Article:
Reasons for Pet Surrender: Laziness or Last Resort

Of the estimated five to eight million companion animals entering shelters each year, about half are surrendered by their owners, according to the American Humane Society.

A study by the National Council on Pet Population Study and Policy (NCPPSP) explored the health and personal reasons that owners surrendered their four-legged companions (Scarlett, et al, 1999). Among the top 10 reasons both dogs and cats were relinquished are: “moving,” “landlord issues,” the cost of pet maintenance,” “personal problems” and “inadequate facilities.” Having no time to devote to the pet and biting behaviors were other frequently-cited reasons for dog relinquishment while allergic family members and incompatibility with other pets were common reasons for cat relinquishment. About 58% of surrendered animals had been in the home ranging from seven months to greater than five years.

On the surface, some of the reasons cited suggest that some pet owners had not considered the ramifications and responsibilities of pet adoption or purchase and were too quick to give up on their pet. People who believed they may be having an allergic reaction to their companion, for example, may have relinquished him/her as a first-course of treatment rather than undergo extensive (and potentially costly) allergy testing to isolate the allergen. In some cases, people may have found the “allergy” reason a more socially-acceptable justification for relinquishment. People who decided that they did not have time to devote to their pet either clearly demonstrated their underestimation of the time and nurture required to raise a happy, healthy pet or lost material resources and flexibility when their life circumstances changed and were not aware of temporary fostering services.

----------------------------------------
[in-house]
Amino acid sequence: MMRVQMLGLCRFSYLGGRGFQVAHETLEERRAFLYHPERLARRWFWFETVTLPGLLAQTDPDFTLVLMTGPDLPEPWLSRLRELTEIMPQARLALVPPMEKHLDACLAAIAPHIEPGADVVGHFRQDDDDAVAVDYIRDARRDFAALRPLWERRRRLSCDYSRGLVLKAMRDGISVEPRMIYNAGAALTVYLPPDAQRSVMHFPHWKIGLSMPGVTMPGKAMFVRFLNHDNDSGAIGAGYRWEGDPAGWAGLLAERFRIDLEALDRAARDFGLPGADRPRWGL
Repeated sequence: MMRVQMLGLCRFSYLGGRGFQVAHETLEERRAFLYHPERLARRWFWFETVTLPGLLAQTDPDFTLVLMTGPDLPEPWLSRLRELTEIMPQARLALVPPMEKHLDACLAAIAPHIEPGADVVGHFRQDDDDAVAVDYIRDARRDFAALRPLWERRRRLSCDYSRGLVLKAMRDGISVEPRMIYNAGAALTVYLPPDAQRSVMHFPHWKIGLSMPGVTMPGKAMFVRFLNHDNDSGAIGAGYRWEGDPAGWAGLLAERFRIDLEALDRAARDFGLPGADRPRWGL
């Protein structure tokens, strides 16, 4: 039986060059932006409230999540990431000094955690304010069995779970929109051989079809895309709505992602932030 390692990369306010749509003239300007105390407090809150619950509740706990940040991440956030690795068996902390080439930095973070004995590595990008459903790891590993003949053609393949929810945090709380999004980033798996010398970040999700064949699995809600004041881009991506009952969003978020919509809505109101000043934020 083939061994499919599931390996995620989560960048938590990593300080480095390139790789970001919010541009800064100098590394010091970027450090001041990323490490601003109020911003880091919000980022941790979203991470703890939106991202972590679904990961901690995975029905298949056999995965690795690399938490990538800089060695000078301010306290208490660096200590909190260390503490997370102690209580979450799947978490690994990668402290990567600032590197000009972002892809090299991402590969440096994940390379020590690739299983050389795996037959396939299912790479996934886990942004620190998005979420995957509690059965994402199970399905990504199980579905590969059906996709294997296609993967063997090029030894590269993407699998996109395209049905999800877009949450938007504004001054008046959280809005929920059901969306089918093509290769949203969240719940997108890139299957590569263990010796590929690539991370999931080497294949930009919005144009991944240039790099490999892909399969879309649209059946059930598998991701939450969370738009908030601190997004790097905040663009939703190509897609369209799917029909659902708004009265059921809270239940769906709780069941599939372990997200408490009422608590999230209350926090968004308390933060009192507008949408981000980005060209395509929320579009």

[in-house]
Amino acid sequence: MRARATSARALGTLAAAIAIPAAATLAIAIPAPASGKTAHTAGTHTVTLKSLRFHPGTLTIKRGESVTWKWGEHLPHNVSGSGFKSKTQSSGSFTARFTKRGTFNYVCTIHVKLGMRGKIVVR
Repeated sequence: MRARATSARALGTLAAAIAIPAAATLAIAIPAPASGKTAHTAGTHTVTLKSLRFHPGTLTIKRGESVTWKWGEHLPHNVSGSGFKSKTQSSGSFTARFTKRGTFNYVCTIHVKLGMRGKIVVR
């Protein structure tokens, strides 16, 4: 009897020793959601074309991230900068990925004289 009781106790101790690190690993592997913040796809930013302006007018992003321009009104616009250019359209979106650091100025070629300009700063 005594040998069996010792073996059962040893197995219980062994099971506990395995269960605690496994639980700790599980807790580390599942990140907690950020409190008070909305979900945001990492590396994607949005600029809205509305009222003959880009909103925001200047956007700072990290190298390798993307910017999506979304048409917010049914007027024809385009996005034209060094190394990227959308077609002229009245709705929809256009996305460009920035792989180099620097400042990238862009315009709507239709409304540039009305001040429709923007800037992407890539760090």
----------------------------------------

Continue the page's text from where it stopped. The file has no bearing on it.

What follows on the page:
On the other hand, some transient pet owners believe they are considering their pet’s needs when they choose to relinquish. A study that examined “moving” as a reason for pet relinquishment (Shore, et al, 2003) found that most of the 21% of people who chose not to take their pet to their new home did so because their yards were too small or not fenced. One woman described the agonizing decision her husband made to give up two beloved hunting dogs because he felt that it would be “cruel” to keep them in a 6’x 9’ dog run. Another man believed that the Floridian swelter would prove too oppressive for his Chow Chows. Of note, about 41% of survey respondents said that moving was their own idea, as opposed to about 38% who said they had to move for financial or other reasons.

Almost 40% of respondents in a survey examining the companion animal’s behavior as a reason for relinquishment cited biting and aggression towards people (Salman, et al, 2000). A strong correlation was noted between relinquishment and the addition of a new dog or cat to the household during the previous year. Between 88% and 91% of respondents said that they did not take their dog to group or individual behavioral classes respectively. Spencer (1993) noted that 50–70% of all dog and cat euthanasia is the result of behavior problems, many of which are potentially resolvable.


Whatever the reason for relinquishment, there is evidence that many people who chose to relinquish their pets had a strong relationship with them. Nearly half of respondents scored in the top third of a human-animal bonding scale (Salman, et al, 2000). “Heartbroken,” “broken up” and “cried all night” were reportedly among people’s responses during phone interviews after their pets were relinquished. One respondent reportedly experienced a “breakdown” and returned to the shelter the very next day to reclaim his pet.

Research suggests that while some pet owners may be somewhat cavalier about relinquishing their pets, many believe that they have taken extraordinary measures on behalf of their pet. Regardless, there is clear need for self-assessment and pre-adoption education and counseling regarding the material, temporal and emotional involvement of pet parenting across all ages and income levels as well as a thorough exploration of the alternatives to pet relinquishment. These include temporary fostering during periods of financial or psychological crisis and training to help ameliorate behavioral problems. A number of shelters nationwide provide these resources or can make referrals to the appropriate entities.





Copyright © 1999, Lawrence Erlbaum Associates, Inc.    

Reasons for Relinquishment of

Companion Animals in U.S. Animal

Shelters: Selected Health and

Personal Issues

By Scarlett, et al, 1999



Copyright © 2000, Lawrence Erlbaum Associates, Inc.

Behavioral Reasons for Relinquishment

of Dogs and Cats to 12 Shelters

by Salman, et al, 2000    



Copyright © 2003, Lawrence Erlbaum Associates, Inc.

Moving As a Reason for Pet

Relinquishment: A Closer Look

By Shore, et al, 2003